Further investigation of recent drill results from the Springfield prospect has confirmed that REZ has indeed uncovered the nickel sulphide holy grail at a project that has up until just recently only been looked at for its vast gold potential.  

Sydney-based, ASX-listed Resources & Energy Group (ASX:REZ) has confirmed that seven of the samples taken from two holes recently drilled at Springfield, part of the East Menzies project in WA, contain magmatic nickel-iron sulphides.

This is a game changing discovery for REZ.

“The confirmation of magmatic nickel-iron sulphide mineralisation is a significant and material exploration result for the Springfield project, and the East Menzies package in general,” Executive Director Richard Poole said.

“It allows for the possibility that the ultramafics and nearby lithologies may host larger accumulations of disseminated and massive nickel-iron sulphides.”

REZ made the Indiana Jones-style discovery in September last year while it was looking for more gold at East Menzies. Drilling returned a peak assay of 1m at 1.78% nickel from 98m.

The Richard Poole-led company has now confirmed the discovery following an analysis of the mineralogy, geochemistry, and textural attributes of samples taken from three drill holes.

This analysis identified the key nickel-iron sulphide bearing minerals pentlandite, violarite, smythite and gersdorffite.

Pentlandite is a nickel-iron sulphide mineral and a principal source of nickel, while violarite and smythite are supergene nickel and iron sulphide minerals associated with the partial weathering and oxidation of primary pentlandite and other nickel sulphide minerals. Gersdorffite is a nickel arsenic sulphide mineral.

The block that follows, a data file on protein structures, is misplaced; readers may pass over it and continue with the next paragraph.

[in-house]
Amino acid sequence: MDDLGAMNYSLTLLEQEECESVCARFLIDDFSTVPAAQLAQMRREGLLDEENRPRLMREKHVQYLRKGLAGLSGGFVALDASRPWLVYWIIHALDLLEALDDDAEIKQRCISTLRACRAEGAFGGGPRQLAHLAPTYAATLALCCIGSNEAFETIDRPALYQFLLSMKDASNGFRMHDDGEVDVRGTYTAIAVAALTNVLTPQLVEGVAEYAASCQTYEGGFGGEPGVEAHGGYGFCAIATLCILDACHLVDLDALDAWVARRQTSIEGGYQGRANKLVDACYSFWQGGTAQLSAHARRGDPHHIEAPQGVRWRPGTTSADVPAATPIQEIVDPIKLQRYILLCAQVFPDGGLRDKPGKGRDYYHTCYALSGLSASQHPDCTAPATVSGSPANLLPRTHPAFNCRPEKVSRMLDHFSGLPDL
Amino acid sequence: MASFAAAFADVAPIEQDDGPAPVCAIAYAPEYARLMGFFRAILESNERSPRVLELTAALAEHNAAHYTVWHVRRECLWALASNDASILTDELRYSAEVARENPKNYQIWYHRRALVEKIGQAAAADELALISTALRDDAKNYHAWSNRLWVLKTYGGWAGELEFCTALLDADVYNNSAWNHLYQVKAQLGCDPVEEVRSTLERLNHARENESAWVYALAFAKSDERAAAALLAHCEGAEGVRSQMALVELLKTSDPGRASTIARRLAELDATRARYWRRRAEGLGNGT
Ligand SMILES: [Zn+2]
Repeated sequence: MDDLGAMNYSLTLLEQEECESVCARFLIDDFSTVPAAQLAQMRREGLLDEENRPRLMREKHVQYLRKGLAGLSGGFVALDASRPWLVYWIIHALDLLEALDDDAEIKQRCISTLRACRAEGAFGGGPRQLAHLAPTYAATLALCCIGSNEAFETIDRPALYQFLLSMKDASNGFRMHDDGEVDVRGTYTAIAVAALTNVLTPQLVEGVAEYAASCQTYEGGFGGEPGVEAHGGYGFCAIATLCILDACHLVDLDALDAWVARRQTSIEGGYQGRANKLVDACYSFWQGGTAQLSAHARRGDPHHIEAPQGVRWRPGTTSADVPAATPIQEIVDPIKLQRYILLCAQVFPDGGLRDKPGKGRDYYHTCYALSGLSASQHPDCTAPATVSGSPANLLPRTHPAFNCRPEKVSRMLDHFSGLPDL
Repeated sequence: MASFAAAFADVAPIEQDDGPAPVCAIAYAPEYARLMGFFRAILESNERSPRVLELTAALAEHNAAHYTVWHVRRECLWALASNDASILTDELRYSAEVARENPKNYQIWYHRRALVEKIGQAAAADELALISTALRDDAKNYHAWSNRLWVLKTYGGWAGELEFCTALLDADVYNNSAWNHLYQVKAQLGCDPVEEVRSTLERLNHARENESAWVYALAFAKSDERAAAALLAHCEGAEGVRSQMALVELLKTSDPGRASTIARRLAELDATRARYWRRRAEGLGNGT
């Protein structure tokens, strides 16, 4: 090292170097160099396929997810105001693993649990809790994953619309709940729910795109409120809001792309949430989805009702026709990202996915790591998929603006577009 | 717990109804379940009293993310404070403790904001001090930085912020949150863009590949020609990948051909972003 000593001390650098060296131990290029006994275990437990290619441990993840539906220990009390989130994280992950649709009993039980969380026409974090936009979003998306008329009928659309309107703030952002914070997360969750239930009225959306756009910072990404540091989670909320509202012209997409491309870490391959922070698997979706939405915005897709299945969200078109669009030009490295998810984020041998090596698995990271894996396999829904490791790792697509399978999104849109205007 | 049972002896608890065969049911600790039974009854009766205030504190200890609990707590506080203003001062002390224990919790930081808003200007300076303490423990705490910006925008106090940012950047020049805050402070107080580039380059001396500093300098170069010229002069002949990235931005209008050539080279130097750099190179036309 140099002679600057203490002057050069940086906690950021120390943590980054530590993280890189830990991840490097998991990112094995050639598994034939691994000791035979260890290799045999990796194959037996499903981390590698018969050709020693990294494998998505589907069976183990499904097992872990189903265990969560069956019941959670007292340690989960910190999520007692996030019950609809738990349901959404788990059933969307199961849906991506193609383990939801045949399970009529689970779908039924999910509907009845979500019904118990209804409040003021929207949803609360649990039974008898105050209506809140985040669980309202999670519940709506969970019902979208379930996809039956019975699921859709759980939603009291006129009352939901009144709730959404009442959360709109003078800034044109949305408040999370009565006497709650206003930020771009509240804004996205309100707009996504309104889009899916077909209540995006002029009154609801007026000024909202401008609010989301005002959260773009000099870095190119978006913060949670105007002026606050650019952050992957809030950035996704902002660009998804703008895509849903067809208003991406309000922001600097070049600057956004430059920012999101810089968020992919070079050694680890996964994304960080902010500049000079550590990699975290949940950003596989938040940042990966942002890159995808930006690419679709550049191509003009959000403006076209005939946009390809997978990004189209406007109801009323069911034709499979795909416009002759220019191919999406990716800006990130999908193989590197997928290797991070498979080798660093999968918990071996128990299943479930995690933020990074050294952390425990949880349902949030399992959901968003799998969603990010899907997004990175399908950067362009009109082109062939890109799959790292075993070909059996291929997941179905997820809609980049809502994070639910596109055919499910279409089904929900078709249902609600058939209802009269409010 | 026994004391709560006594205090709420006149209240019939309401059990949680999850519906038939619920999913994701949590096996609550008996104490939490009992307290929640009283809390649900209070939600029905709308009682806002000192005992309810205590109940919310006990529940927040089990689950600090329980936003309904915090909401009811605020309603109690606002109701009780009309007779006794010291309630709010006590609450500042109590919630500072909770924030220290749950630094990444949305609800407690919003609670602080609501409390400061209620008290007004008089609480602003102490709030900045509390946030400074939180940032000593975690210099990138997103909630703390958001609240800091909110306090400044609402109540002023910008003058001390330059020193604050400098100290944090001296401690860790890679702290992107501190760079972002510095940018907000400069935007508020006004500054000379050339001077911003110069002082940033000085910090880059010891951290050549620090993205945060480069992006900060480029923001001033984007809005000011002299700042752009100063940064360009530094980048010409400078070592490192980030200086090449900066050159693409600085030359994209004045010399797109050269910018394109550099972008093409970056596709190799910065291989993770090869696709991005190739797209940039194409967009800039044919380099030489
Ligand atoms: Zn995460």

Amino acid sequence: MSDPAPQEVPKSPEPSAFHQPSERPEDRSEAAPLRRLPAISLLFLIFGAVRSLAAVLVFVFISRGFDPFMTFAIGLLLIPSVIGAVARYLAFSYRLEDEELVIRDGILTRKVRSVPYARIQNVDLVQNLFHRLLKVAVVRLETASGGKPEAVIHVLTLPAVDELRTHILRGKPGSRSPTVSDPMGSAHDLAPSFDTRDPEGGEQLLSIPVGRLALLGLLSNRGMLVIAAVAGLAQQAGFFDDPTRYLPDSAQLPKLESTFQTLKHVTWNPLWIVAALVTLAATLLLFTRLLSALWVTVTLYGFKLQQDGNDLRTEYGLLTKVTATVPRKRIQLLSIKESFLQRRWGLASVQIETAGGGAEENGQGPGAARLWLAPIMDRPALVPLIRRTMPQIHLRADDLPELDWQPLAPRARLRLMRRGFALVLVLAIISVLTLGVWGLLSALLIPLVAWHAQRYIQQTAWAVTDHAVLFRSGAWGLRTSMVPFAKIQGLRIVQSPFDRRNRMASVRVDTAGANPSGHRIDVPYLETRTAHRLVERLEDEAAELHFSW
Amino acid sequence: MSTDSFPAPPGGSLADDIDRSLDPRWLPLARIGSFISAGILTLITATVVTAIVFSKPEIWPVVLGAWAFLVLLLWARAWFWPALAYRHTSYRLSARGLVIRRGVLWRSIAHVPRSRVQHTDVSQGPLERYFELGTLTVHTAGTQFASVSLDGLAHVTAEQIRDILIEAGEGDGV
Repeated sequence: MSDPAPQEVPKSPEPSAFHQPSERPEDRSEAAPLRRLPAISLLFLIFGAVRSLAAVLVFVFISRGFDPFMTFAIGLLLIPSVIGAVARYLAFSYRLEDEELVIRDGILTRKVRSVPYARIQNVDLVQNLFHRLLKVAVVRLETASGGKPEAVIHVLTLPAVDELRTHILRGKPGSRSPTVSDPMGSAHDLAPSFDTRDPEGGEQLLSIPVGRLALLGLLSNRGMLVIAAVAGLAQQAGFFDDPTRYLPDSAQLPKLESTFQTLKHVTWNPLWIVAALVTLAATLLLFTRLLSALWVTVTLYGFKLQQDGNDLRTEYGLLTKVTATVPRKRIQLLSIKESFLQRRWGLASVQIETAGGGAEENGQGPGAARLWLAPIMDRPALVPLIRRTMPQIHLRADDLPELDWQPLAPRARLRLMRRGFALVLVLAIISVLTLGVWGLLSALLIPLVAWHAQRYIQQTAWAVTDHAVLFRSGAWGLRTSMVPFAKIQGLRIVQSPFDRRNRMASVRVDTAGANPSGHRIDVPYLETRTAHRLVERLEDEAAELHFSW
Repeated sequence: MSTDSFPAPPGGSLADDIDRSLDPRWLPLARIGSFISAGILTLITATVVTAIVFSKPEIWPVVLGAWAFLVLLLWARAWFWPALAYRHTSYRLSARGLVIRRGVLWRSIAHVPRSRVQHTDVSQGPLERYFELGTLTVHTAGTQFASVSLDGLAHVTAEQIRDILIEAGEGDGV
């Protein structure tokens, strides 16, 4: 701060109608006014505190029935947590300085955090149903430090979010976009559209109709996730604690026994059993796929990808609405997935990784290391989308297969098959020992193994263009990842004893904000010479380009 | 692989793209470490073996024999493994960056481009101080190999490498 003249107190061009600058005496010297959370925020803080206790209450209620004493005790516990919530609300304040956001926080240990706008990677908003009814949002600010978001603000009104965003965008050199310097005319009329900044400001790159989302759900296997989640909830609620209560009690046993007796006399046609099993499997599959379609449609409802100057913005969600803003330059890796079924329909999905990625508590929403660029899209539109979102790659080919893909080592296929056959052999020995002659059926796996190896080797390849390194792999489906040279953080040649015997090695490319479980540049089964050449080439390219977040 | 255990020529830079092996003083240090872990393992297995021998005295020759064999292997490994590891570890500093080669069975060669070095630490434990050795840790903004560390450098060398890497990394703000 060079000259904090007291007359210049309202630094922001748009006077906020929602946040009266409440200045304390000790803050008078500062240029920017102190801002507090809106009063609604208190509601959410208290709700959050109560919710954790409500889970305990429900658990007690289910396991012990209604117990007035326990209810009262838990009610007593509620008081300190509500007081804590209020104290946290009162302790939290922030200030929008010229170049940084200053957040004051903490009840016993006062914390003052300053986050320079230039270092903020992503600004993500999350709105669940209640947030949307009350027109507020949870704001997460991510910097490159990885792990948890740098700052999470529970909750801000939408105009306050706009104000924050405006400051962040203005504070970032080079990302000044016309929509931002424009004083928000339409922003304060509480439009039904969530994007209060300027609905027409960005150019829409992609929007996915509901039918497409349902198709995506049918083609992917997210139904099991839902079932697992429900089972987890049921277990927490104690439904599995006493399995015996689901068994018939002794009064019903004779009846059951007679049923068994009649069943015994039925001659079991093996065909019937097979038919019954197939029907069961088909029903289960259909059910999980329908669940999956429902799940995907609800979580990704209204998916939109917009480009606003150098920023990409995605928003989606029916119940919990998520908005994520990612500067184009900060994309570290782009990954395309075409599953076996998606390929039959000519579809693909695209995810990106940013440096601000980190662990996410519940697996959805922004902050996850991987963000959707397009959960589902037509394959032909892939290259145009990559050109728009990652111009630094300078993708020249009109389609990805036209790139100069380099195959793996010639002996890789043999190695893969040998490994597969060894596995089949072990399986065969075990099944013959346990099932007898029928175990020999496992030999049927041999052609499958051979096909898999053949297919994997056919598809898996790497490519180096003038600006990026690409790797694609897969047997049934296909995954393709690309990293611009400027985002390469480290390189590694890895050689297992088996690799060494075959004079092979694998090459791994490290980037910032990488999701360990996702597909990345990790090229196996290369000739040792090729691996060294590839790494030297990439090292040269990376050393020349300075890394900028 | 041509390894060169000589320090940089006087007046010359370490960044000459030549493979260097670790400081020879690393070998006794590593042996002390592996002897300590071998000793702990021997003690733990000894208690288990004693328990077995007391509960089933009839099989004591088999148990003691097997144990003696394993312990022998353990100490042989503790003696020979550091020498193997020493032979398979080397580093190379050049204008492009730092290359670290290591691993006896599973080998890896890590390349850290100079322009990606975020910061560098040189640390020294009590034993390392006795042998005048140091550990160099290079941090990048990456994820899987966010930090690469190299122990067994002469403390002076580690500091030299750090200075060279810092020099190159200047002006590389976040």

Reflected light microscope image of net-textured sulphides from one sample that
comprised pentlandite (pn) extensively replaced by supergene violarite (viol),
intergrown with pyrrhotite (po) and pyrite (py).

REZ initially realised Springfield also played host to nickel after it got its hands on some old CRA (now Rio Tinto) and BHP reports that showed the two mining heavyweights had found nickel as far back as the late 60s but weren’t interested in it because they only wanted gold.

BHP back in 1986 reported significantly high values of nickel, with a peak grade of 2.9%, and as close to surface as just 6m.

This was at the Cepline prospect in the Springfield Venn zone, some 800m north of the REZ’s recent scout drilling program.

The documented occurrences of sulphides at Cepline, were also considered to be prospective features for the occurrence of magmatic nickel sulphides, volcanic exhalative nickel sulphides and base metals deposits.

REZ is targeting these occurrences rather than the shallow near-surface lateritic nickel deposits, which have been the subject of previous investigation at East Menzies and elsewhere in the broader Menzies region.

Nickel resources are usually divided between laterite or sulphide deposits.

Sulphides are the holy grail for explorers because they are easier and cheaper to process. This is also what makes nickel sulphides the preferred choice of electric vehicle battery makers.

Treasure trove of green metals

The same drilling that unearthed nickel sulphides also showed significant intervals of mineralisation that included cobalt, chromium, molybdenum, zinc, platinum and palladium.

 

 

 

This article was developed in collaboration with Resources & Energy Group, a Stockhead advertiser at the time of publishing.

 

This article does not constitute financial product advice. You should consider obtaining independent advice before making any financial decisions.